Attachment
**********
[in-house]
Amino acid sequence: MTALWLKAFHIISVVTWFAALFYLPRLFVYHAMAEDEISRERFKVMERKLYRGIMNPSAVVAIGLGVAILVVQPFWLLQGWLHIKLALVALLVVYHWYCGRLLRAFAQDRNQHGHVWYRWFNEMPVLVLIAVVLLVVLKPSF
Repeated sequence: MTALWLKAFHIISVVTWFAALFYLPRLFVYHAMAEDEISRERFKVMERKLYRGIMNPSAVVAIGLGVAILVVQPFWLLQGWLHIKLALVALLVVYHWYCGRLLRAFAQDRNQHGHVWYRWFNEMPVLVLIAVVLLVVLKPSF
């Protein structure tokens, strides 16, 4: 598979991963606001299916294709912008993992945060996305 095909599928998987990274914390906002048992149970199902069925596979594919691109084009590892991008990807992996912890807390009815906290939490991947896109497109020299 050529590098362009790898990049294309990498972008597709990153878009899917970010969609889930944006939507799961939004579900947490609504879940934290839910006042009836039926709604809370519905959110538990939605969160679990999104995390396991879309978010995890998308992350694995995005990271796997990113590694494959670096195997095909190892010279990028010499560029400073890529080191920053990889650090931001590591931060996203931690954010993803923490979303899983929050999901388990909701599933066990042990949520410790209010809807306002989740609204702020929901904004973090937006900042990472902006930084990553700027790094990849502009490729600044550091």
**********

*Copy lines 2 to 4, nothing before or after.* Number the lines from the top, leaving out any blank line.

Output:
Amino acid sequence: MTALWLKAFHIISVVTWFAALFYLPRLFVYHAMAEDEISRERFKVMERKLYRGIMNPSAVVAIGLGVAILVVQPFWLLQGWLHIKLALVALLVVYHWYCGRLLRAFAQDRNQHGHVWYRWFNEMPVLVLIAVVLLVVLKPSF
Repeated sequence: MTALWLKAFHIISVVTWFAALFYLPRLFVYHAMAEDEISRERFKVMERKLYRGIMNPSAVVAIGLGVAILVVQPFWLLQGWLHIKLALVALLVVYHWYCGRLLRAFAQDRNQHGHVWYRWFNEMPVLVLIAVVLLVVLKPSF
């Protein structure tokens, strides 16, 4: 598979991963606001299916294709912008993992945060996305 095909599928998987990274914390906002048992149970199902069925596979594919691109084009590892991008990807992996912890807390009815906290939490991947896109497109020299 050529590098362009790898990049294309990498972008597709990153878009899917970010969609889930944006939507799961939004579900947490609504879940934290839910006042009836039926709604809370519905959110538990939605969160679990999104995390396991879309978010995890998308992350694995995005990271796997990113590694494959670096195997095909190892010279990028010499560029400073890529080191920053990889650090931001590591931060996203931690954010993803923490979303899983929050999901388990909701599933066990042990949520410790209010809807306002989740609204702020929901904004973090937006900042990472902006930084990553700027790094990849502009490729600044550091």